Selling stock short means borrowing stock through the brokerage firm and selling it at the current market price, which the short seller believes is due for a downturn. The plan is to buy the borrowed stock back later for less, allowing the investor to keep the difference between the two prices.
Individual investors often avoid this strategy because it involves many practical headaches. For example, the brokerage firm must approve the account for short sales. Then the position requires establishing an initial margin deposit and a readiness to shore it up whenever necessary. The short seller is also responsible for paying any dividends that occur during the time the stock is borrowed.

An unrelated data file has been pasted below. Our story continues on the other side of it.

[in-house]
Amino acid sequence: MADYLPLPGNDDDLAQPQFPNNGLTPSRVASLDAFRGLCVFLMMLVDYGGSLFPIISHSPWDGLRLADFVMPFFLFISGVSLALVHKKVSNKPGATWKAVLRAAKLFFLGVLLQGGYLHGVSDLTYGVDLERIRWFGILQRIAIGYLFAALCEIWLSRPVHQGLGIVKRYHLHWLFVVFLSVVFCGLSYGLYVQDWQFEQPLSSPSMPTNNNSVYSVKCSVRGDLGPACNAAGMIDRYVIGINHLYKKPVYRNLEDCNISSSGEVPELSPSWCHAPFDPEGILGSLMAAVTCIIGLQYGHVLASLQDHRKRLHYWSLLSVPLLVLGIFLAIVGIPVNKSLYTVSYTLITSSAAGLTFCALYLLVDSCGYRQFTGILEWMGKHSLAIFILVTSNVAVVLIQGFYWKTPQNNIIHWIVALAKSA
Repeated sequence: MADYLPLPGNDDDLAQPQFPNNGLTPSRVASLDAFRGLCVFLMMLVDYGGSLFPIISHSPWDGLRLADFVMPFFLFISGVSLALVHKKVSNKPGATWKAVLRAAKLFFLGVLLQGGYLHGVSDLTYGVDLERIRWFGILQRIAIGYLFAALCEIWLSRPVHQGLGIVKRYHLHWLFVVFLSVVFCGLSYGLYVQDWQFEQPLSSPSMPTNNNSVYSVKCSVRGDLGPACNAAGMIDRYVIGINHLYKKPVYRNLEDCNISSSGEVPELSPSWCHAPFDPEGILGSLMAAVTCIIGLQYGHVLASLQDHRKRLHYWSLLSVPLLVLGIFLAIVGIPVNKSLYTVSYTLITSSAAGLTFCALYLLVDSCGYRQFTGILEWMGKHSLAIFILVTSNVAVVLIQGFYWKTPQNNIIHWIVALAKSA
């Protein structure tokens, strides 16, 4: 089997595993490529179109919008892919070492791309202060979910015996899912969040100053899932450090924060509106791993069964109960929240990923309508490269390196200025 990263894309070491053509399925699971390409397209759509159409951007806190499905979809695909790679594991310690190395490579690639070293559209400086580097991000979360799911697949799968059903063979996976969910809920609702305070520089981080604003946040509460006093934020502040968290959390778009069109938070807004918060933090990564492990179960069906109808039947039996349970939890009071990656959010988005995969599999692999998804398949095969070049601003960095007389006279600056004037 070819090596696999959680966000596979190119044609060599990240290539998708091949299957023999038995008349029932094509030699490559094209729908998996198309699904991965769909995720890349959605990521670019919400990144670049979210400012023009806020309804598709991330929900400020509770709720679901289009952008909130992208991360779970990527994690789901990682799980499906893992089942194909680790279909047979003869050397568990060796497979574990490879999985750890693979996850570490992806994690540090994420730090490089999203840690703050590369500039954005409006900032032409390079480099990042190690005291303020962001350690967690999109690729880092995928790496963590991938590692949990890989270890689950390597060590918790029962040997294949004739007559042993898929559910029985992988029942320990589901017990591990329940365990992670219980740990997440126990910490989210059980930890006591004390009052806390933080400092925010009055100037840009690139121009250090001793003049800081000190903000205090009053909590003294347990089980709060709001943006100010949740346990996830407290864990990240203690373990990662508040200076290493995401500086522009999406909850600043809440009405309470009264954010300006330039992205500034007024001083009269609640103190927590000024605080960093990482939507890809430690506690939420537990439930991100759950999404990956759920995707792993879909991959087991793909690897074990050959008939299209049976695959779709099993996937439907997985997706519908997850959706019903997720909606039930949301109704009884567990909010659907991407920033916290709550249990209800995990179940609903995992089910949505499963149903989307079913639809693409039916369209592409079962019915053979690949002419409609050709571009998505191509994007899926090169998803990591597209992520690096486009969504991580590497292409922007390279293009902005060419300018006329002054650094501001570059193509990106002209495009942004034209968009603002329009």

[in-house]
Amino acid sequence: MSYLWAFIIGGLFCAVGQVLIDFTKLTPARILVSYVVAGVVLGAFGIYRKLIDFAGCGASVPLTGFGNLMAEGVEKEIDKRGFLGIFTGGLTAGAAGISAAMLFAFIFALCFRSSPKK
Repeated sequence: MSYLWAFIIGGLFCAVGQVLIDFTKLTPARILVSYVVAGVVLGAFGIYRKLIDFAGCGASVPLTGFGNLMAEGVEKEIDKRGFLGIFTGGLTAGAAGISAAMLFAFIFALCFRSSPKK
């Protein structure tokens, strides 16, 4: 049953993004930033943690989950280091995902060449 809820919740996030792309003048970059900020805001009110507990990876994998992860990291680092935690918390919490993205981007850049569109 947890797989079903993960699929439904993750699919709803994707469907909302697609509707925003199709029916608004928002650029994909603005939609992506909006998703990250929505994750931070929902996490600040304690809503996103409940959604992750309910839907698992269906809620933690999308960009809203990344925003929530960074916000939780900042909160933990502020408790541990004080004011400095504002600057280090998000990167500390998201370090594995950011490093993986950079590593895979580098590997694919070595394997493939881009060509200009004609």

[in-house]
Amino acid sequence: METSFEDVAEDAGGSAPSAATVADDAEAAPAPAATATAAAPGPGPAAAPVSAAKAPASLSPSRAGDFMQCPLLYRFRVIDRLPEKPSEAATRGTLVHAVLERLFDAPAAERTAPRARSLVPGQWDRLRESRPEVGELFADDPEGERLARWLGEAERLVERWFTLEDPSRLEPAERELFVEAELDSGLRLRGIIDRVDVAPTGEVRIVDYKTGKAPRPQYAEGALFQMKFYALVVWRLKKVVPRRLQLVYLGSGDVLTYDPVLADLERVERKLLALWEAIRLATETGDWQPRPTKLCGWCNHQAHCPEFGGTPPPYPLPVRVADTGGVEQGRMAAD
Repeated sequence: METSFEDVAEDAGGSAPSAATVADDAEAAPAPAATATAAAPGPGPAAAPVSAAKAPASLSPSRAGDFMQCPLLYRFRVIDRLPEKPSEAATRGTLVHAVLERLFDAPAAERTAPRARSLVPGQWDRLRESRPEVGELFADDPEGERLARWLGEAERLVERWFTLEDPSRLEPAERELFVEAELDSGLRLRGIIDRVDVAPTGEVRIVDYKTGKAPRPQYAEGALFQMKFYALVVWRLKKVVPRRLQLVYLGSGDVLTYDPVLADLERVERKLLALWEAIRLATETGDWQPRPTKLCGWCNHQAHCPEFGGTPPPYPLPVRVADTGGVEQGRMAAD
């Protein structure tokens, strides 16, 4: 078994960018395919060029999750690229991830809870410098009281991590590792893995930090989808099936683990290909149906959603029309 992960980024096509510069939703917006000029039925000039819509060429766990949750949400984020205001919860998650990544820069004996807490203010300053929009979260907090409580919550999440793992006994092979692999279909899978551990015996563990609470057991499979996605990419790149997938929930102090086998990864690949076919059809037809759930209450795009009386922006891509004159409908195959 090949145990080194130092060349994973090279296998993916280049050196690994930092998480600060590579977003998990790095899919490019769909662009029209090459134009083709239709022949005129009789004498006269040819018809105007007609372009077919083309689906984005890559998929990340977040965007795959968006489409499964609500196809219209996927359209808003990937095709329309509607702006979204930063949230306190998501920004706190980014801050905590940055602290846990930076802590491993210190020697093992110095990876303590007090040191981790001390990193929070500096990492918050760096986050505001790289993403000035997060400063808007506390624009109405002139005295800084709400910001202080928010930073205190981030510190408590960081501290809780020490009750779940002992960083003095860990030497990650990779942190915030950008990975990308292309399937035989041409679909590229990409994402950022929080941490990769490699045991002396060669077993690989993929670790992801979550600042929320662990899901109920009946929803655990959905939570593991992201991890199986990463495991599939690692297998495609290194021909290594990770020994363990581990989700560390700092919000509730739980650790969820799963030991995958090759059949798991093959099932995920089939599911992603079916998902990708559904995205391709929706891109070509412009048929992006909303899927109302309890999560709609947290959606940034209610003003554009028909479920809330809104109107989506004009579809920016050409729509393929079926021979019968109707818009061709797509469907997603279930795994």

And if the stock becomes involved in a takeover transaction or undergoes a volatile period for any reason, it might increase the likelihood that the stock lender will demand the return of the stock. Covering the short means buying the stock at the market price, even if it results in large losses.
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